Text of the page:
491 articles published since March 17, 2012
About Josh Bell
Josh Bell is a freelance writer and movie/TV critic based in Las Vegas. He's the former film editor of Las Vegas Weekly and has written about movies and pop culture for Vulture, Polygon, Inverse, Film Racket, Crooked Marquee and more. With comedian Jason Harris, he co-hosts the podcast Awesome Movie Year. Follow him on Twitter at @signalbleed and on Facebook at Josh Bell Hates Everything.
Birth/Rebirth is a twisted story about motherhood, with two seemingly opposite protagonists who are both invested in a little girl's resurrection.
Director Sophie Barthes offers a strikingly designed future world, but The Pod Generation's storytelling is never as compelling as its design sense.
Director Randall Park's Shortcomings retains the acerbic wit of Adrian Tomine's graphic novel. Here's CBR's review.
Even when Sympathy for the Devil's narrative falters, Nicolas Cage's enjoyably bonkers turn as a mysterious carjacker is always mesmerizing to watch.
Even when the plotting gets a bit dicey, Only Murders in the Building is so full of amusing, well-drawn characters that it's always entertaining.
Harley Quinn's fourth season continues to deliver rewarding character development, clever world-building, and an appealing cast. Here's CBR's review.
Final Cut director Michel Hazanavicius faithfully replicates the original movie's plot and characters, but the result is fairly bland.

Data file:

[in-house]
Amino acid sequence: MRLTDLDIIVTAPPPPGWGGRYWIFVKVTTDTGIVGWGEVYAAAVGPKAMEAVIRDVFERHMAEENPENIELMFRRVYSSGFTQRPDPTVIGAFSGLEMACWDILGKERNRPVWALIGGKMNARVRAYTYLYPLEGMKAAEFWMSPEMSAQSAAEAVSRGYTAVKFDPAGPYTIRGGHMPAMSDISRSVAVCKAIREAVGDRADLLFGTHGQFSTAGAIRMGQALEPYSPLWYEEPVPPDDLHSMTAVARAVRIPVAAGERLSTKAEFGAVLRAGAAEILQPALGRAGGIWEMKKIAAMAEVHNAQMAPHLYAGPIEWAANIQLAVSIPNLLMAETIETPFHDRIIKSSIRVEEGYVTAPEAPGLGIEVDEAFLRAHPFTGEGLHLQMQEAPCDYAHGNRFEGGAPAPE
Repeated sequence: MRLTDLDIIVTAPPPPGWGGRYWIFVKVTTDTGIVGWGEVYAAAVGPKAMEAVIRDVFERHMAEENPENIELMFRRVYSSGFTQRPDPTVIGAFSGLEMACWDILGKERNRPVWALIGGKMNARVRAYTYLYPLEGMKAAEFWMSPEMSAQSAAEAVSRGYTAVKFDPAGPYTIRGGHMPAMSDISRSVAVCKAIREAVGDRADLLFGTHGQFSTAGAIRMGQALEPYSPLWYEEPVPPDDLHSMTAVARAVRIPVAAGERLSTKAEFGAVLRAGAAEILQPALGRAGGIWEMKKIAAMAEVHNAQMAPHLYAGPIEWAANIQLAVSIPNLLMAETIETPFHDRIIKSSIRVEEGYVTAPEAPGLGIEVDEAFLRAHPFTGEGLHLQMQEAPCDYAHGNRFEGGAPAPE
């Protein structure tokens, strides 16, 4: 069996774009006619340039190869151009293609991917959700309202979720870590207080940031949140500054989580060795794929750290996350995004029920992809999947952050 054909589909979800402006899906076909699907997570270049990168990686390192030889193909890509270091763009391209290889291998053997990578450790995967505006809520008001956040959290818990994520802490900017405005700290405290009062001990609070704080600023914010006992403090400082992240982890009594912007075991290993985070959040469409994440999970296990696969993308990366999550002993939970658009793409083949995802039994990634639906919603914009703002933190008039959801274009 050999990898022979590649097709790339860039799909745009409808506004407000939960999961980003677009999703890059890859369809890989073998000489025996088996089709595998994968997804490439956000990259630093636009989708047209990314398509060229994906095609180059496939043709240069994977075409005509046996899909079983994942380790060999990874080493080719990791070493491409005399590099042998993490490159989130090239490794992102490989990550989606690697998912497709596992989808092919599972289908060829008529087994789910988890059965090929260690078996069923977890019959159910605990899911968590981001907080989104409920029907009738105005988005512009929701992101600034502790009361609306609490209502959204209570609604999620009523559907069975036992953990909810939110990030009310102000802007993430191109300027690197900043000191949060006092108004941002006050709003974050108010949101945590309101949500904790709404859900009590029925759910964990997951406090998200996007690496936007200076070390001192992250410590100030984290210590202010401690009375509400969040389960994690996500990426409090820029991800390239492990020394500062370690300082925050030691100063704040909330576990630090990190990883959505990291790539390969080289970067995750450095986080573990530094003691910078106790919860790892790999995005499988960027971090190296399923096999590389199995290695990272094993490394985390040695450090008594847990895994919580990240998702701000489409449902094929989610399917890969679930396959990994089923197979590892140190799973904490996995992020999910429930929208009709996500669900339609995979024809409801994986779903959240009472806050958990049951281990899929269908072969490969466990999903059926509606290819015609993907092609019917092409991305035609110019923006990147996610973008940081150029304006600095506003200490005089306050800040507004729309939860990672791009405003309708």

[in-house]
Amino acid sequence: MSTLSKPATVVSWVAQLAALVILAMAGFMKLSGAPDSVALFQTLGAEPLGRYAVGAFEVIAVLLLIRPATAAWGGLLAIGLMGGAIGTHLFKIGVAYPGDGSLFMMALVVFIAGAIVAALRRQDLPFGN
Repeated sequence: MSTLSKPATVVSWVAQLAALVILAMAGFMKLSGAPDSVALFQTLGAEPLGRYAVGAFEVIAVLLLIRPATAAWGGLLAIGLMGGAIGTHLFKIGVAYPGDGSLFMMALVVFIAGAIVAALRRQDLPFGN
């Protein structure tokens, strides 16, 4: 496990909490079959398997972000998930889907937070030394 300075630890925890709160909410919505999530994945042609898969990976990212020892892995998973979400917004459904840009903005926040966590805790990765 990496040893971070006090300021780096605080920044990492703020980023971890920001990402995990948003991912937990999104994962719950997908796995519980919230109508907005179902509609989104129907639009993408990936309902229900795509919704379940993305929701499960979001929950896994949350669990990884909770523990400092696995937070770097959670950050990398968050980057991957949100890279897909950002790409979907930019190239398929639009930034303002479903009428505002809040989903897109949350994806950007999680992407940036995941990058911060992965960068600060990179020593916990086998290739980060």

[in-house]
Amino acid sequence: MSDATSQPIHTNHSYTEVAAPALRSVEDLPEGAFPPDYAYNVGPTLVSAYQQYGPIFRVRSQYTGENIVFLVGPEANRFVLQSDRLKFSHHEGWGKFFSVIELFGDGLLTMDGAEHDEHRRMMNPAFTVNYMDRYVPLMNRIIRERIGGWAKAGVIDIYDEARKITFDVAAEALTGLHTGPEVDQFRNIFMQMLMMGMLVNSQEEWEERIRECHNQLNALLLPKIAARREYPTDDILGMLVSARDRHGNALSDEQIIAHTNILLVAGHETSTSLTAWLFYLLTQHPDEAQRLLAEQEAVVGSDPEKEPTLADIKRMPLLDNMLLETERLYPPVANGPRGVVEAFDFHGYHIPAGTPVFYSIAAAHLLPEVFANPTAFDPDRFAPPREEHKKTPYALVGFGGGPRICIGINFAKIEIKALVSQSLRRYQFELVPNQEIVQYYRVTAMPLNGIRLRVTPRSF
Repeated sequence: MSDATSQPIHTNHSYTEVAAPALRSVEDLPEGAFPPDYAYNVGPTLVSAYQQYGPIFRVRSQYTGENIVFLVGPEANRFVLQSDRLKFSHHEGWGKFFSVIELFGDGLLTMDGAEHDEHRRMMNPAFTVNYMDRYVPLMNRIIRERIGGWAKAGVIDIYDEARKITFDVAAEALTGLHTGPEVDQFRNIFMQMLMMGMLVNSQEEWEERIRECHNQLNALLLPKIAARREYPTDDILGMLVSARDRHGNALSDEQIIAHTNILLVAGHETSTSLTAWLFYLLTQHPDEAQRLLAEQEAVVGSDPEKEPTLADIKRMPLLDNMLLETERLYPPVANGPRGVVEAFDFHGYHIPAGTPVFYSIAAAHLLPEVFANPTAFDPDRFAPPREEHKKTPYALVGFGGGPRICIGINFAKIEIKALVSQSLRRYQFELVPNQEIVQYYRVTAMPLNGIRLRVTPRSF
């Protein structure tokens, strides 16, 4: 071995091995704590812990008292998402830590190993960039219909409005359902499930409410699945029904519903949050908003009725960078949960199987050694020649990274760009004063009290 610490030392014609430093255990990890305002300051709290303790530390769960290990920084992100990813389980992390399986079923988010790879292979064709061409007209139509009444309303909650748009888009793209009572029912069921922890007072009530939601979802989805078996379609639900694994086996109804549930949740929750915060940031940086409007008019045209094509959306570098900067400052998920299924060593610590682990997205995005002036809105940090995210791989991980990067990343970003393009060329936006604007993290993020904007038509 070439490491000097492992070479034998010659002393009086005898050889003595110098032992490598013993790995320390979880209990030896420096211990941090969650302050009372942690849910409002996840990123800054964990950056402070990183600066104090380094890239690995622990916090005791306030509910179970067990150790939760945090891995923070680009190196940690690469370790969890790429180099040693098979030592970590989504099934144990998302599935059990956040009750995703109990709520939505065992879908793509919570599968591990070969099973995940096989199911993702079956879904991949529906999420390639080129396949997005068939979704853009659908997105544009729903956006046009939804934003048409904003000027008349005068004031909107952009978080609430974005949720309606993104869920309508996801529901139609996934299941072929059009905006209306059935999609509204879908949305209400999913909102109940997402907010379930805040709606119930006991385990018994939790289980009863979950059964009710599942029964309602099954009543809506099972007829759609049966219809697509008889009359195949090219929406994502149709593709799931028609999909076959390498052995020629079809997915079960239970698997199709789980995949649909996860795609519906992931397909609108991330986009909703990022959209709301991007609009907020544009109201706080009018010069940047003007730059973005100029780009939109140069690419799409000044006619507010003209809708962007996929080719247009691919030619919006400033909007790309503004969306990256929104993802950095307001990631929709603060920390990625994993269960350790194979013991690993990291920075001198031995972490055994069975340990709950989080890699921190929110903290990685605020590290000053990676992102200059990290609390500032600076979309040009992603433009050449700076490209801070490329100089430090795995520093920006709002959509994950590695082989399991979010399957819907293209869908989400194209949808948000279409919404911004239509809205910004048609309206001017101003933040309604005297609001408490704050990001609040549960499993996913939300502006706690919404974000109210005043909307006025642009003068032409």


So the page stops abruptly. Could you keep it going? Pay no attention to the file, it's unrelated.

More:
Full Circle continually throws in new twists and reveals new bits of backstory, tightening the complex web of connections among the characters.
The Australian psychological thriller Run Rabbit Run is all about trauma, but it doesn't offer any rewarding new approach to familiar themes.
There's not much to the murder mystery in Maggie Moore(s), but star Jon Hamm carries the movie with his affable, charming screen presence.
Boots Riley packs in a lot of political activism and magical-realist absurdity, making I'm a Virgo unwieldy but compelling. Here's CBR's Review.
The blunt, obvious storytelling holds Jagged Mind back from being truly scary or affecting, but has some strong, sporadic moments.
At its best, The Angry Black Girl and Her Monster uses its horror elements to highlight and expand on the social issues its characters face.
There's no mystery to solve on Peacock's Based on a True Story, just two terrible people desperately exploiting the victims of a psychopath.
Director and co-writer Kurtis David Harder toys with the audience in a thrilling and clever way that makes Influencer fascinating to watch.
Sanctuary plays with audience assumptions as it reveals the main characters' dynamic, continuing to defy expectations for its entire runtime.
Netflix's XO, Kitty is appealing and fun, and the fast-paced half-hour episodes are easy to binge, with frequent enticing cliffhangers.
Mulligan isn't quite as funny as other Fey-Carlock shows, but it makes a promising start that could eventually land it alongside the duo's best work.
BlackBerry director Matt Johnson strains to bring comedic absurdity to a fairly mundane -- if high-profile -- story of tech-industry implosion.
From Black's story unfolds slowly and tediously, but the filmmakers don't fill the empty space with character development or atmosphere.